Inflation Probably Got Worse in April. Consumer Price Index Formula is a Key.
May 10, 2023
Inflation statistics for April may offer a mixed picture of price increases, with gas prices accelerating in the month while advances in other categories were more moderate, with the consumer price index formula revealing its new data.
The consequence might be an increase in headline inflation but a fall in core inflation, which excludes volatile food and energy indices. Such a disparity suggests that the Federal Reserve’s ten straight interest-rate increases have at least a minor influence on price rise while emphasizing that it will take longer to reduce inflation to the central bank’s 2% annual objective.
Economists predict that inflation will rise 0.4% in April, up from 0.1% the previous month, to match the 5% annual rate recorded in March. However, core prices, which are seen to be a stronger indicator of underlying price inflation, are predicted to rise 0.3% in April, down from 0.4% in March, to reach a 5.4% annual rate, down from 5.6%.
The April report, which is scheduled to be released Wednesday morning, will be the first of two consumer-price-index announcements with its consumer price index formula issued ahead of the Fed’s next meeting on June 13-14. Both will be widely monitored, as central bank officials have stated that they would rely on incoming economic data to determine whether to hike interest rates for the 11th time next month or stop.
What will be important to observe in the April report is which categories are exhibiting the highest strength. A rise in oil prices last month, for example, would not be regarded as a trustworthy forecast of inflation’s future course, given price increase is projected to slow by the time the May report is out.
In April, housing prices are anticipated to have decreased marginally. While economists and the Fed would prefer to see a greater fall than the category has exhibited thus far, they believe that further rent and housing expense relief is on the way.
However, other categories may cause worry. Economists predict that the core services category, excluding housing — a small sector identified by Fed Chairman Jerome Powell as a crucial indicator of where underlying core inflation is heading — will stay strong in April.
And, after declining in recent months, used car prices are likely to climb in April, reversing a trend that might push total price growth higher. A big increase in used vehicle prices may put a halt to recent deflationary pressures in the goods category, which the Fed had cited as proof that its monetary-policy tightening was working.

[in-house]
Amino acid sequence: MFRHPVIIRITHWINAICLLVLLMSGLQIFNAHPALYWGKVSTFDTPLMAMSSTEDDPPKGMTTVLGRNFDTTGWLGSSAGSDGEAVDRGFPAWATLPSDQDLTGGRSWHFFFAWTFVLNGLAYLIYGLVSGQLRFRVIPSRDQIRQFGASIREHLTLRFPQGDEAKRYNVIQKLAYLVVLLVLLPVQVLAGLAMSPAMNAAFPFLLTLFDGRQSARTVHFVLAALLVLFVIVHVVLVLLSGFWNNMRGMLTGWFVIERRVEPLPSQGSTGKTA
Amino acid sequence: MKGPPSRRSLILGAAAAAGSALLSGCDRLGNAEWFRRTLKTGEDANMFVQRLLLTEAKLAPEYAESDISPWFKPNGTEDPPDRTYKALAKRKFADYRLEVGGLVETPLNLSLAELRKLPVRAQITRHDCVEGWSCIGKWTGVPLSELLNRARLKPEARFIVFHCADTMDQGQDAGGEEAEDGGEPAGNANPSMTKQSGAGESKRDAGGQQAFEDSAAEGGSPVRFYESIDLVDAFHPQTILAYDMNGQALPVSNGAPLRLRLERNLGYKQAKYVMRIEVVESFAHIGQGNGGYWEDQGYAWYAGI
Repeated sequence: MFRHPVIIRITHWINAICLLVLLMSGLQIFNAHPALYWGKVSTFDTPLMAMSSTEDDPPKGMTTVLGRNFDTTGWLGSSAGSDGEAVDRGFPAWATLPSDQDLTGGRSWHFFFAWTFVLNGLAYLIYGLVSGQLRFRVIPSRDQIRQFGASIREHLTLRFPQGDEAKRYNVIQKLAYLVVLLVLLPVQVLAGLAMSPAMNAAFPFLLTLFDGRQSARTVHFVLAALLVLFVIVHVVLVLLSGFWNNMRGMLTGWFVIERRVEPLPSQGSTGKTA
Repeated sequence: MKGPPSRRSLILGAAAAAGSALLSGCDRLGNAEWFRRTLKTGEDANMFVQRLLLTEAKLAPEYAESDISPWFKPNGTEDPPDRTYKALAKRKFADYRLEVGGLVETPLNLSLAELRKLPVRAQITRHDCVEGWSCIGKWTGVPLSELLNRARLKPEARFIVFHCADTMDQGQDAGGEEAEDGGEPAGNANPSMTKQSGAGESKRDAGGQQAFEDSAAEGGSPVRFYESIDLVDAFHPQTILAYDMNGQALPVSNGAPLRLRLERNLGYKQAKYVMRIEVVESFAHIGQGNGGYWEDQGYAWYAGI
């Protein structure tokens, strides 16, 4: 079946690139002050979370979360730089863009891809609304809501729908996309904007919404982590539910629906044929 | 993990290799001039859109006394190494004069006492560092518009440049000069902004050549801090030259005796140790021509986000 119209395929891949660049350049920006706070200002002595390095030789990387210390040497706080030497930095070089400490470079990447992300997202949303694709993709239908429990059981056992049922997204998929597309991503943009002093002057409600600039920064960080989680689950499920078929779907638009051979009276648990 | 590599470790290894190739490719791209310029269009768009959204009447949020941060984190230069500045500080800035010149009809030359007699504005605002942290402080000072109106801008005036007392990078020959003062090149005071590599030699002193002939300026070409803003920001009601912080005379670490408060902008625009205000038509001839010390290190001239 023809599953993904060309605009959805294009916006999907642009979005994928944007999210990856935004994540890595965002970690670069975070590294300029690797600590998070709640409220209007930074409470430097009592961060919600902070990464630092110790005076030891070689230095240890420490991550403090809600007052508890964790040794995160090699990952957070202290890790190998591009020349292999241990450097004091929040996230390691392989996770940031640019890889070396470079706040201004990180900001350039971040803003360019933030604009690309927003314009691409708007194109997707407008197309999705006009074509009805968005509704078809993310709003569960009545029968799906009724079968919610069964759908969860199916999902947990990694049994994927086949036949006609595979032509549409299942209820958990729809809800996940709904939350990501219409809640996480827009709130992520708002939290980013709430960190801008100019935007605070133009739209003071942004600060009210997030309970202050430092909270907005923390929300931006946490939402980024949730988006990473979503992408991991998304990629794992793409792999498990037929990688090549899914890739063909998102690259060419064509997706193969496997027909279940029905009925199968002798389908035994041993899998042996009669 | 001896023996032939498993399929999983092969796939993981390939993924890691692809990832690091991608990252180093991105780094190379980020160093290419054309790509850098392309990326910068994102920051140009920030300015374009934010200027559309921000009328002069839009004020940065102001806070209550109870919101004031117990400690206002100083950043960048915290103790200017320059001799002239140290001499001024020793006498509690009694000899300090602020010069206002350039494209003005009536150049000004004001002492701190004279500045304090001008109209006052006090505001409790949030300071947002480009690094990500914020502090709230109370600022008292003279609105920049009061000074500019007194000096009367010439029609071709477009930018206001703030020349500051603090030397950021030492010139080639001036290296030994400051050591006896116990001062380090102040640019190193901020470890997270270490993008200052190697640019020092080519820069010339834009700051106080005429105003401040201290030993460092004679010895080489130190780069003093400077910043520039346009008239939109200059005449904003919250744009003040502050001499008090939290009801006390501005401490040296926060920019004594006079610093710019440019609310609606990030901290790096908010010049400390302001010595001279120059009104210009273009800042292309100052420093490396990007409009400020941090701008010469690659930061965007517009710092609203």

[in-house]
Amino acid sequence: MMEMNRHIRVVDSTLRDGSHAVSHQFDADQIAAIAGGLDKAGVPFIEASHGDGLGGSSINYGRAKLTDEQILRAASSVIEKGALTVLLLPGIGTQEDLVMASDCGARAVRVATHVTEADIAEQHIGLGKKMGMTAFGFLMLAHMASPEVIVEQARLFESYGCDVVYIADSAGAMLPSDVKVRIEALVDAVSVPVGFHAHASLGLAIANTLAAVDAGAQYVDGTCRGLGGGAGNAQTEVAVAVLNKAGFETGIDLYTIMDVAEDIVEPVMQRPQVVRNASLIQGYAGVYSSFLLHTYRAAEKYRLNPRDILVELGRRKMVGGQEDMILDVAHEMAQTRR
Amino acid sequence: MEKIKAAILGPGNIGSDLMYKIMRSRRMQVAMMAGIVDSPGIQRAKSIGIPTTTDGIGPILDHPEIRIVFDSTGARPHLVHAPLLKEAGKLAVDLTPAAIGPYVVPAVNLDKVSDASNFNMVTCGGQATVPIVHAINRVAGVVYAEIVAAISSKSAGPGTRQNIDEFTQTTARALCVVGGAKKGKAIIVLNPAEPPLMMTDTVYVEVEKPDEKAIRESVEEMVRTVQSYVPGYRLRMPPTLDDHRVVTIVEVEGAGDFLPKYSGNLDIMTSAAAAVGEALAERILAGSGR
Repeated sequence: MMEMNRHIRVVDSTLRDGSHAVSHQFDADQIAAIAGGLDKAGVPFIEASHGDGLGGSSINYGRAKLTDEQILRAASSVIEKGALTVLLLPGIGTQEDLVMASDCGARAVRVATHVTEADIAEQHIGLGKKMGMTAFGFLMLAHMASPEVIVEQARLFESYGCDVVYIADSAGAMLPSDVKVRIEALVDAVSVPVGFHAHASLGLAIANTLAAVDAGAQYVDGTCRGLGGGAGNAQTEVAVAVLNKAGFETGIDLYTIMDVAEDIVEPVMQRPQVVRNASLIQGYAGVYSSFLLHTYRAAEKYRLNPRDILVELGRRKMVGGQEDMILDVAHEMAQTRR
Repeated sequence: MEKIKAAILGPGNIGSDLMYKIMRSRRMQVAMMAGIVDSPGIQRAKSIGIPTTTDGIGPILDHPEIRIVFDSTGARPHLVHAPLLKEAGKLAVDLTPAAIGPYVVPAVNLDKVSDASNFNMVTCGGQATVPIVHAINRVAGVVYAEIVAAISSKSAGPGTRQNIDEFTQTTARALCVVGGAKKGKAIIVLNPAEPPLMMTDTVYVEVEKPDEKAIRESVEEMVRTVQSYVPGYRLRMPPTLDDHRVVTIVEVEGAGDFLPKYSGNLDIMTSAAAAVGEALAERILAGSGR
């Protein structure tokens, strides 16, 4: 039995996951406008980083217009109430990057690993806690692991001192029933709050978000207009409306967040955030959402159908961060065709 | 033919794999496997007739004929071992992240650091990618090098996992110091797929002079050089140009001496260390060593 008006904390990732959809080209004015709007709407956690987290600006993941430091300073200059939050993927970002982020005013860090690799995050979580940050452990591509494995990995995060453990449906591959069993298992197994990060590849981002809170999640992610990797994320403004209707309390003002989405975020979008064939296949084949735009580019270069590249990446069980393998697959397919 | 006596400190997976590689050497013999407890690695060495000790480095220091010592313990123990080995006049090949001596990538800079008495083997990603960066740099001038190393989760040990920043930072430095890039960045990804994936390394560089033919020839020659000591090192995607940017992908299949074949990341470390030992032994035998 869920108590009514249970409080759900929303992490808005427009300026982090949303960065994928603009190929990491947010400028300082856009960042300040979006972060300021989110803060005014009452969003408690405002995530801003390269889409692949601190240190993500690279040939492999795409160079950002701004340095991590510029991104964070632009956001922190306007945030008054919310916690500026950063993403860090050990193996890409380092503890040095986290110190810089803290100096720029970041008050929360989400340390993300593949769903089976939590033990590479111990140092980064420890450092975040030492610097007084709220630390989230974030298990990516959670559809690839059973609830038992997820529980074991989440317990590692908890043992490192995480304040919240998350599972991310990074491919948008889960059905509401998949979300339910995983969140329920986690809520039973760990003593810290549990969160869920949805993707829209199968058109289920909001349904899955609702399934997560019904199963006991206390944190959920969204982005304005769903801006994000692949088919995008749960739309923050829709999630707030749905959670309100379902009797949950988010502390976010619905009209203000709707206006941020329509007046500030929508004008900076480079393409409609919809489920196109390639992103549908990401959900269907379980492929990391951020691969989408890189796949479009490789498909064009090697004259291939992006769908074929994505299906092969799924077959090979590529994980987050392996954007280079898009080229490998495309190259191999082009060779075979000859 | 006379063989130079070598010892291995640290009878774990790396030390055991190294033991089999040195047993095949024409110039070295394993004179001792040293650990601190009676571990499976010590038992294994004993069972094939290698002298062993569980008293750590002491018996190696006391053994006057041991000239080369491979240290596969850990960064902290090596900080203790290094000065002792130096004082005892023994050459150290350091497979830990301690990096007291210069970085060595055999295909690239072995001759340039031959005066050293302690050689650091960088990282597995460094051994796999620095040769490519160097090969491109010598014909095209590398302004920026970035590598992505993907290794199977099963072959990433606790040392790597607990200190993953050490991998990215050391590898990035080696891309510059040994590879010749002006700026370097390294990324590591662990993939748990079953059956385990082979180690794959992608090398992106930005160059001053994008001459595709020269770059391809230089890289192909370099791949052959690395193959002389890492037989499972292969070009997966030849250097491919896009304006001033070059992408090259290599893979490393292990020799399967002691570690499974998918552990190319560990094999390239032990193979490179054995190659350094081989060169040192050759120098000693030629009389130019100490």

Because of the persistent strength in the cost of housing and other services, analysts generally expect the April statistics to be higher than expected. This might frighten investors, who are still hopeful the Fed will see enough inflation relief in the coming months to begin decreasing interest rates before the end of the year. However, good statistics in April, particularly depending on the outcome of May’s inflation and job data, may persuade the Federal Open Market Committee to reverse course and boost rates at least once more.
“Solid April and May inflation data released ahead of the June FOMC meeting make notable upward revisions to the Fed’s inflation forecasts very likely in our view,” Citi economists Veronica Clark and Andrew Hollenhorst write. “Higher-than-expected inflation is the key factor leading us to still pencil in higher nominal policy rates this year, with our base case remaining for further rate hikes in both June and July.”
The caveat to that reasoning is that the Fed appears to have already decided to keep rates unchanged at its June meeting. Because of the central bank’s recent adjustment in posture, the bar for what kind of data might prompt authorities to hike rates again may be slightly higher than it was previously. Given that the April jobs data revealed some slowdown in the labor market, one good inflation report may not be enough to justify another raise.
“It is important to keep in mind…that while our forecast would represent a strong inflation print, the Fed has raised the bar for additional rate increases,” says Alex Pelle, a U.S. economist with Mizuho Securities USA.
The Labor Department will release April CPI data at 8:30 a.m.